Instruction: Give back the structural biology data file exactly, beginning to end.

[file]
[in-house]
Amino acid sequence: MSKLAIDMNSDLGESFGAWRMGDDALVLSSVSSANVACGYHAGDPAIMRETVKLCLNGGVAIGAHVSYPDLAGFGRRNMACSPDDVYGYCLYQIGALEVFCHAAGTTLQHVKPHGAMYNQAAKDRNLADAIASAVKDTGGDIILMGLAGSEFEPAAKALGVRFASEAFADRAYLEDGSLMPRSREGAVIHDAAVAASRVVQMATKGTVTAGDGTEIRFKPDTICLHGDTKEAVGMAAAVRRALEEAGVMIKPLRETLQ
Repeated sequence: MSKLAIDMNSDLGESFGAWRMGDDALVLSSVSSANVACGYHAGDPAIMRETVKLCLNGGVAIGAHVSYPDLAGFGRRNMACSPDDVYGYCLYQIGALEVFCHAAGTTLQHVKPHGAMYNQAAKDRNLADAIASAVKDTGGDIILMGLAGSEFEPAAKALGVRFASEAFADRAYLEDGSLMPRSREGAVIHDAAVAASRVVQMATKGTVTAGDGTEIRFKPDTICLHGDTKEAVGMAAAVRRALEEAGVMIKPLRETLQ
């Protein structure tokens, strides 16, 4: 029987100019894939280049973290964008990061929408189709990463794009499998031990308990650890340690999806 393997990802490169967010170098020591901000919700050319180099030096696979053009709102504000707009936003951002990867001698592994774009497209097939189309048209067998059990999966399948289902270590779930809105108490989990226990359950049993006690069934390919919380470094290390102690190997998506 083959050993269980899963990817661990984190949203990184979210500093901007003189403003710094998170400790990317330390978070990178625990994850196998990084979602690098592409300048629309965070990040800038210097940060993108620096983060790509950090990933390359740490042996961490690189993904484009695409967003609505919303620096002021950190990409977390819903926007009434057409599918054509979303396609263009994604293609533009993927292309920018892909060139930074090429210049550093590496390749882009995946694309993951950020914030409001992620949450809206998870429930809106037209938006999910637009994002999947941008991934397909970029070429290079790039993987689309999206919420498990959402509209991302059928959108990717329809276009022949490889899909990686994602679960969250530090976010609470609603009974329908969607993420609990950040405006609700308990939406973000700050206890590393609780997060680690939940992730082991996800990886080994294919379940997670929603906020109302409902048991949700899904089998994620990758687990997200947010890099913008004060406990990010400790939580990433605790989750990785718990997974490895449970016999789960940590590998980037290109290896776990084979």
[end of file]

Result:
[in-house]
Amino acid sequence: MSKLAIDMNSDLGESFGAWRMGDDALVLSSVSSANVACGYHAGDPAIMRETVKLCLNGGVAIGAHVSYPDLAGFGRRNMACSPDDVYGYCLYQIGALEVFCHAAGTTLQHVKPHGAMYNQAAKDRNLADAIASAVKDTGGDIILMGLAGSEFEPAAKALGVRFASEAFADRAYLEDGSLMPRSREGAVIHDAAVAASRVVQMATKGTVTAGDGTEIRFKPDTICLHGDTKEAVGMAAAVRRALEEAGVMIKPLRETLQ
Repeated sequence: MSKLAIDMNSDLGESFGAWRMGDDALVLSSVSSANVACGYHAGDPAIMRETVKLCLNGGVAIGAHVSYPDLAGFGRRNMACSPDDVYGYCLYQIGALEVFCHAAGTTLQHVKPHGAMYNQAAKDRNLADAIASAVKDTGGDIILMGLAGSEFEPAAKALGVRFASEAFADRAYLEDGSLMPRSREGAVIHDAAVAASRVVQMATKGTVTAGDGTEIRFKPDTICLHGDTKEAVGMAAAVRRALEEAGVMIKPLRETLQ
């Protein structure tokens, strides 16, 4: 029987100019894939280049973290964008990061929408189709990463794009499998031990308990650890340690999806 393997990802490169967010170098020591901000919700050319180099030096696979053009709102504000707009936003951002990867001698592994774009497209097939189309048209067998059990999966399948289902270590779930809105108490989990226990359950049993006690069934390919919380470094290390102690190997998506 083959050993269980899963990817661990984190949203990184979210500093901007003189403003710094998170400790990317330390978070990178625990994850196998990084979602690098592409300048629309965070990040800038210097940060993108620096983060790509950090990933390359740490042996961490690189993904484009695409967003609505919303620096002021950190990409977390819903926007009434057409599918054509979303396609263009994604293609533009993927292309920018892909060139930074090429210049550093590496390749882009995946694309993951950020914030409001992620949450809206998870429930809106037209938006999910637009994002999947941008991934397909970029070429290079790039993987689309999206919420498990959402509209991302059928959108990717329809276009022949490889899909990686994602679960969250530090976010609470609603009974329908969607993420609990950040405006609700308990939406973000700050206890590393609780997060680690939940992730082991996800990886080994294919379940997670929603906020109302409902048991949700899904089998994620990758687990997200947010890099913008004060406990990010400790939580990433605790989750990785718990997974490895449970016999789960940590590998980037290109290896776990084979």